Jonathan Dobres

the tardis top ten: the end of the world

It’s been a bad year for Doctor Who, no question. It’s hard to view the seventh season as anything other than disappointing, with its boring, do-nothing episodes, nonsensical melodramas, and huge buildups that went nowhere. But any show that’s been on for half a century is going to wax and wane, and hope springs eternal for the stalwart Doctor Who fan, especially with a new Doctor on the way.

With the news that the eighth season of Doctor Who will premiere in August, I thought it might be fun to write a rundown of my personal picks for the ten best episodes of the reboot. Any such list is subjective, of course, and you’re free to disagree with me. Bearing that in mind, off we go to #10 on my list: “The End of the World”.

Number 10: The End of the World

Doctor Who didn’t exactly leave television on the best terms in 1989. Its final few years on air were marked by infighting at the BBC and borderline incompetent creative decisions. The final story, “Survival”, is a boring piece of nothing about a race of cheetah-people who reside in a parallel universe, and also the Master is there. It was a hasty and ignominious swan song for a program that had once been seen as innovative, experimental, and captivating.

Russell T. Davies certainly had his work cut out for him when he set out to reboot the show in 2005, a task made even harder by the decision to treat it as continuous with the previous twenty-six seasons of material. Davies made a great start with the opening story, “Rose”. In fact, “Rose” very nearly made my top ten list, but it feels more like an episode of Davies’ eventual spin-off, Torchwood, with its big explosions in the middle of heavily populated areas, a street level view of fantastical events, and a climactic set piece that doesn’t quite deliver on what it’s promising.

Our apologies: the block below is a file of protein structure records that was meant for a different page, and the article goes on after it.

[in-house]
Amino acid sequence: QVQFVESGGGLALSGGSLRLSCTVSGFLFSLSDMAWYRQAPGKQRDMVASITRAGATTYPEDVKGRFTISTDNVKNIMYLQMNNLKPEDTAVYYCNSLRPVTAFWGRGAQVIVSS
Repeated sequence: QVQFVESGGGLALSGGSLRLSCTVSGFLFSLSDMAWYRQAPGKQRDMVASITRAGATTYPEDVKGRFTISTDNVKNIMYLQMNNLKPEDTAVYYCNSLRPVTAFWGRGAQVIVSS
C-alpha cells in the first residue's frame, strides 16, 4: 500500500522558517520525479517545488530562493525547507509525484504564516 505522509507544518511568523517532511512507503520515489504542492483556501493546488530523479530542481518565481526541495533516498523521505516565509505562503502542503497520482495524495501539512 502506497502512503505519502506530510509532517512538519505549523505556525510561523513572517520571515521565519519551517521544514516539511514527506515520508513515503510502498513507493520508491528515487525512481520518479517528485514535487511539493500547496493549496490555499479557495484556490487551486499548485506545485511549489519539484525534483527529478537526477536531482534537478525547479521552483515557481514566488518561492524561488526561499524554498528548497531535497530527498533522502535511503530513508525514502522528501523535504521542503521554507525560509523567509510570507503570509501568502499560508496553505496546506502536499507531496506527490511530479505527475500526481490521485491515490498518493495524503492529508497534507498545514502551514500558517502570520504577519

Instead, it’s the reboot’s second episode, “The End of the World”, that perfectly bridges the old and the new. In many ways, it feels like an episode straight out of the old series. There are a dozen monsters in rubber suits, some hokey musical cues, an obvious villain (spoiler alert: it’s the character with the most lines, after the Doctor and Rose), and a cinch ending that amounts to the Doctor deciding it’s time for him to win.

At the same time, these old-school sci-fi tropes coexist with some decidedly new elements. The Doctor comes to the year five billion on a lark, literally just to prove that he can. Rose, however, is overwhelmed, at first by the strangeness of the future, and then by the sudden realization that some lunatic in a leather jacket just invited her into his van, and she hopped in without giving it a lot of thought.

Rose’s anxiety comes to a head in my favorite scene, which is worth reading in full:

ROSE: Where are you from?

DOCTOR: All over the place.

ROSE: They [the aliens she’s met] all speak English.

DOCTOR: No, you just hear English. It’s a gift of the TARDIS. The telepathic field, gets inside your brain and translates.

ROSE: It’s inside my brain?

DOCTOR: Well, in a good way.

ROSE: Your machine gets inside my head. It gets inside and it changes my mind, and you didn’t even ask?

DOCTOR: I didn’t think about it like that!

ROSE: No, you were too busy thinking up cheap shots about the Deep South! Who are you, then, Doctor? What are you called? What sort of alien are you?

DOCTOR: I’m just the Doctor.

ROSE: From what planet?

DOCTOR: Well, it’s not as if you’ll know where it is!

ROSE: Where are you from?

DOCTOR: What does it matter!

ROSE: Tell me who you are!

DOCTOR: This is who I am, right here, right now, all right? All that counts is here and now, and this is me.